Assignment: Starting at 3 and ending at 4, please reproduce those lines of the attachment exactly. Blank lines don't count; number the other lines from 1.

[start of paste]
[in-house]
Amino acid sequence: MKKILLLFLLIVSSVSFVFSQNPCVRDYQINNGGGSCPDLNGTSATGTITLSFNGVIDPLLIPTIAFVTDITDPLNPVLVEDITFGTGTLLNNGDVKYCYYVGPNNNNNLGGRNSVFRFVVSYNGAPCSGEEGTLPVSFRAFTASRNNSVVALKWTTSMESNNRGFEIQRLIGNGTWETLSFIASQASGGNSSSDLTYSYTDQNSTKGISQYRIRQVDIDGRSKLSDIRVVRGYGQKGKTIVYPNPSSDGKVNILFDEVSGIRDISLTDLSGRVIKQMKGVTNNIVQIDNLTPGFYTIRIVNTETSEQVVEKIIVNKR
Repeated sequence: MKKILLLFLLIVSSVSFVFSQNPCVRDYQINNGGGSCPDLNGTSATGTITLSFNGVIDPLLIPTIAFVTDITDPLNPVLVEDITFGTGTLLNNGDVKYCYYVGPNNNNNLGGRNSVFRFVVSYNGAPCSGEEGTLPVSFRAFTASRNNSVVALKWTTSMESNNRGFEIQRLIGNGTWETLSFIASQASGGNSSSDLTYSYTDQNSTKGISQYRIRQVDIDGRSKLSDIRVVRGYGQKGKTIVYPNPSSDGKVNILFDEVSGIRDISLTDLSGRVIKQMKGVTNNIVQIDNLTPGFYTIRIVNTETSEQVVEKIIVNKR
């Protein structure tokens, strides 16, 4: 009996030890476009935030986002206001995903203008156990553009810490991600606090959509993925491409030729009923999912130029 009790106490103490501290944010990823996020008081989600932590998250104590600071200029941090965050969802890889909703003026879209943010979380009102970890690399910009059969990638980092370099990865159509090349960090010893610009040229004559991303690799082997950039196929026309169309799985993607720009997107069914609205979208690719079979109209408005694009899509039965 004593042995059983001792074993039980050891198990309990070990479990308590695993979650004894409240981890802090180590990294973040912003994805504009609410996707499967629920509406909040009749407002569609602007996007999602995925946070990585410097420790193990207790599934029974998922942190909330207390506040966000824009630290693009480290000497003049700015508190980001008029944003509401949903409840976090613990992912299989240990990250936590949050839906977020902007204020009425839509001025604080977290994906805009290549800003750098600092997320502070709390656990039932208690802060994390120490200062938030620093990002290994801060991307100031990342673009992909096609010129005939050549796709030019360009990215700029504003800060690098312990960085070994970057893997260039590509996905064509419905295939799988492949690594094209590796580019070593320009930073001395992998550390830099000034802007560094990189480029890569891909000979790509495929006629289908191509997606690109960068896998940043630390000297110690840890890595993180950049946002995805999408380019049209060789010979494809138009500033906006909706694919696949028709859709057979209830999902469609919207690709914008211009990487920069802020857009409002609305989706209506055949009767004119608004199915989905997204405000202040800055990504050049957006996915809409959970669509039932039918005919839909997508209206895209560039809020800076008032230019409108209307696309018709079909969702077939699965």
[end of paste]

Repeated sequence: MKKILLLFLLIVSSVSFVFSQNPCVRDYQINNGGGSCPDLNGTSATGTITLSFNGVIDPLLIPTIAFVTDITDPLNPVLVEDITFGTGTLLNNGDVKYCYYVGPNNNNNLGGRNSVFRFVVSYNGAPCSGEEGTLPVSFRAFTASRNNSVVALKWTTSMESNNRGFEIQRLIGNGTWETLSFIASQASGGNSSSDLTYSYTDQNSTKGISQYRIRQVDIDGRSKLSDIRVVRGYGQKGKTIVYPNPSSDGKVNILFDEVSGIRDISLTDLSGRVIKQMKGVTNNIVQIDNLTPGFYTIRIVNTETSEQVVEKIIVNKR
């Protein structure tokens, strides 16, 4: 009996030890476009935030986002206001995903203008156990553009810490991600606090959509993925491409030729009923999912130029 009790106490103490501290944010990823996020008081989600932590998250104590600071200029941090965050969802890889909703003026879209943010979380009102970890690399910009059969990638980092370099990865159509090349960090010893610009040229004559991303690799082997950039196929026309169309799985993607720009997107069914609205979208690719079979109209408005694009899509039965 004593042995059983001792074993039980050891198990309990070990479990308590695993979650004894409240981890802090180590990294973040912003994805504009609410996707499967629920509406909040009749407002569609602007996007999602995925946070990585410097420790193990207790599934029974998922942190909330207390506040966000824009630290693009480290000497003049700015508190980001008029944003509401949903409840976090613990992912299989240990990250936590949050839906977020902007204020009425839509001025604080977290994906805009290549800003750098600092997320502070709390656990039932208690802060994390120490200062938030620093990002290994801060991307100031990342673009992909096609010129005939050549796709030019360009990215700029504003800060690098312990960085070994970057893997260039590509996905064509419905295939799988492949690594094209590796580019070593320009930073001395992998550390830099000034802007560094990189480029890569891909000979790509495929006629289908191509997606690109960068896998940043630390000297110690840890890595993180950049946002995805999408380019049209060789010979494809138009500033906006909706694919696949028709859709057979209830999902469609919207690709914008211009990487920069802020857009409002609305989706209506055949009767004119608004199915989905997204405000202040800055990504050049957006996915809409959970669509039932039918005919839909997508209206895209560039809020800076008032230019409108209307696309018709079909969702077939699965």